Essay by: Nathan Williams
Essay Subject: Teen drivers account for a disproportionate number of motor vehicle crashes. While the reasons for this are varied, some observers believe that raising the minimum driving age would help address this issue, while others believe it would simply make the riskiest drivers on the road a little bit older. With whom do you agree and why?
With the number of teen drivers accounting for a disproportionate amount of motor vehicle crashes, some observers have proposed the solution of raising the minimum driving age in order to defer and address this issue. As a young adult who received his driver’s license at the age of sixteen, I feel as though this solution is not truly adequate in addressing the issue.
I believe that the true issue in correspondence with vehicle crashes during the adolescent years is not of age – rather, it is with the level of responsibility held by the teenage driver. When I received my license, my mother worked first shift and my father worked third shift, so I became the primary transportation to and from school for my younger sibling and I. After school, I worked a part-time job which required me to drive to and from. During this time, I provided nearly all of the expense for the vehicle I had been using, such as gasoline, regular maintenance, etc. I do not believe it is fair to take away the privilege of driving to a responsible adolescent who plans to work or be involved in extra-curricular activities that require transportation due to the actions of less-responsible individuals.
Although raising the driving age may not be the best solution to fixing the vehicular accident epidemic by teen drivers, there are other avenues that should be considered and explored. For example, more stringencies may be put in the actual driver’s examination itself, assuring that the driver be more-than-adequately prepared before being allowed to step behind the wheel without proper accompaniment. Driver’s exams could become a multiple-day process, meaning that for a period of time (for example, five days) a driver is required to drive one hour per day with a DMV official, demonstrating the driver’s ability to that individual. On the fifth day, the official could assess judgment as to whether the driver is ready to take their exam – if he or she is, he or she may schedule an exam. If he or she is not, they must re-do the five days at a later time and have a decision regarding test eligibility following this.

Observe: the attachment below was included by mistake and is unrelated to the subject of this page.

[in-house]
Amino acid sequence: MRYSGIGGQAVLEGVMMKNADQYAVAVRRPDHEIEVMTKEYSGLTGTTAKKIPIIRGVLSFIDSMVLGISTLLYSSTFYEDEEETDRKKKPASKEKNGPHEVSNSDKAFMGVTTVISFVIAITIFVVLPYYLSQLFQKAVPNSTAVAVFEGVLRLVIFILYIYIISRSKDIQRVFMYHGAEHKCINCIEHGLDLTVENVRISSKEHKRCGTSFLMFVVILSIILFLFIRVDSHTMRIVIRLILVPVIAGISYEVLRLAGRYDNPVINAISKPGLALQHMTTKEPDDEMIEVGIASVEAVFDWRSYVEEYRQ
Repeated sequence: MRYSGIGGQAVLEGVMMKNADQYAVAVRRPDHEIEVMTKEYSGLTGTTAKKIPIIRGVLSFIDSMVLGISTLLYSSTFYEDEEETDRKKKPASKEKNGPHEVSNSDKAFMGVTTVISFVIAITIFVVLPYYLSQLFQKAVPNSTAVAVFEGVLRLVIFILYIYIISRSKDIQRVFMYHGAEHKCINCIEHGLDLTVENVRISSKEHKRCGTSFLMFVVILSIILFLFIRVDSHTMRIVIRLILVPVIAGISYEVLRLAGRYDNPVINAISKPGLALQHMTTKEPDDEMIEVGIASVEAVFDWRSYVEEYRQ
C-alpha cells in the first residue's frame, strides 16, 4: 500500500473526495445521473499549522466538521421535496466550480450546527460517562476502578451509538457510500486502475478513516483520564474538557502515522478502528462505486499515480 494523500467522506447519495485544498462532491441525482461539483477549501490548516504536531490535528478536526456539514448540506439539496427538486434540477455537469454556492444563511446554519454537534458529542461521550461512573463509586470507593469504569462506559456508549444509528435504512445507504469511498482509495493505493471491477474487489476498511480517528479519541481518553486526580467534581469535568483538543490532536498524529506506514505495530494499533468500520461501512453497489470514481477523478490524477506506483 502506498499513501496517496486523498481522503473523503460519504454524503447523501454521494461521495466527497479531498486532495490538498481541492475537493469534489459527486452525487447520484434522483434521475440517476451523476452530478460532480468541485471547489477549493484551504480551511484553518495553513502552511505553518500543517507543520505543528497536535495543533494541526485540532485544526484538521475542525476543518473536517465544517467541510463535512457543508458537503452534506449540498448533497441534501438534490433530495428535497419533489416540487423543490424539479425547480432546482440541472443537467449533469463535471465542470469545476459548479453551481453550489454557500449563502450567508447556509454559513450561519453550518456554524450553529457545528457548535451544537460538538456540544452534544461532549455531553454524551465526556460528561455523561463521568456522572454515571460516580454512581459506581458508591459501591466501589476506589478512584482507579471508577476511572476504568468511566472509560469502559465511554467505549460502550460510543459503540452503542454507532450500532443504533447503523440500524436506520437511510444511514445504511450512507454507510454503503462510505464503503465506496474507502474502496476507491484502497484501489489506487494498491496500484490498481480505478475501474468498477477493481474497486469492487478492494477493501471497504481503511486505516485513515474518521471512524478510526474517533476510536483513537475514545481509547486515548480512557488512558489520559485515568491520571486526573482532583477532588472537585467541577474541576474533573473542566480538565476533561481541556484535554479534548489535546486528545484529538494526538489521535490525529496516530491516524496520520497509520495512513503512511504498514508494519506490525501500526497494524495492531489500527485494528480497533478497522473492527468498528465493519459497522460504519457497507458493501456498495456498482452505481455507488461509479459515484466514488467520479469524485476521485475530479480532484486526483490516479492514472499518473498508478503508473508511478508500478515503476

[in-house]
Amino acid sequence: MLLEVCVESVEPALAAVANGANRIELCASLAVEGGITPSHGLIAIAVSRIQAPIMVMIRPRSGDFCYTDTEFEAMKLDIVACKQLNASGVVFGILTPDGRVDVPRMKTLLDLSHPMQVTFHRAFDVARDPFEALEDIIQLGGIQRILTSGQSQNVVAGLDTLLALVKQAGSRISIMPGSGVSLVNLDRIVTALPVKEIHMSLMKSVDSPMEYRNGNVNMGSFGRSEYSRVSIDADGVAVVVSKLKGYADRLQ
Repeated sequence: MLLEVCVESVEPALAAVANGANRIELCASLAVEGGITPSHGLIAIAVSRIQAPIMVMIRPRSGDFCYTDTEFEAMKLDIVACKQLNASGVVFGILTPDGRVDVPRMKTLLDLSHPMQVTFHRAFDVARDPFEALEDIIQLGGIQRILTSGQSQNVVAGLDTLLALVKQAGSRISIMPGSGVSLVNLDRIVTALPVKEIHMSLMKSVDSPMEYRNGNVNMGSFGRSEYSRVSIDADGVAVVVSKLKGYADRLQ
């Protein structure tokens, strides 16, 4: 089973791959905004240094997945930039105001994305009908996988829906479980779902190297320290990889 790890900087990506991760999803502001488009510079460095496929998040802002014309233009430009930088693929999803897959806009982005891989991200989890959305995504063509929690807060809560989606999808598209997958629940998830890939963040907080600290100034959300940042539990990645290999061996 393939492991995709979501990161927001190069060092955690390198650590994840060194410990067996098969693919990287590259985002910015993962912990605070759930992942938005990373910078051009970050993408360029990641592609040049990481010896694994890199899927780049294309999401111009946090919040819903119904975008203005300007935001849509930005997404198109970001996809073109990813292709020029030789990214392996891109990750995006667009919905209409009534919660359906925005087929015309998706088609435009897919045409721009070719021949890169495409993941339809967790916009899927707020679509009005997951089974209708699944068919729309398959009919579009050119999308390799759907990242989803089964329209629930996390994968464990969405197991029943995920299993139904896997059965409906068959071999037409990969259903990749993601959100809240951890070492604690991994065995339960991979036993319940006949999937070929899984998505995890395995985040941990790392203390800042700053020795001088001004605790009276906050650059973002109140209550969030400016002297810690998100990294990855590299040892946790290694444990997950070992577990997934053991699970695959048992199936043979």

If the minimum age to operate a motor vehicle were to increase, many questions would arise that would complicate the system far more than actually benefit it. For example, for drivers currently under the age that the driving requirement would become, what would become of their driving privileges? It would be next-to-impossible to take those away, so a “grandfather” system would need to be put into place in this instance. Also, for the adolescent who has obtained a driver’s permit at fifteen to sixteen years old and plans on attempting the driver’s test in the new future (as they were granted permission to do at the time of permit issuance), would they need to wait until the newly declared age, or would they also be “grandfathered” in to the system? These questions have no clear-cut answer, thus proving to be a more of a nuisance than a solution.
Just as the population may not punish various other groups, such as gun users and religious denominations, for the acts of certain individuals, I feel that the same applies towards adolescents who are given the privilege of operating a motor vehicle. A vast majority of teens in this day are given more responsibility than ever before, many of whom rely on the ability to drive a vehicle to ensure these responsibilities are met. Stringency on the licensing test is a reputable plan for minimizing the risk of teenage drivers, however raising the minimum age as a whole proves to be unfair.
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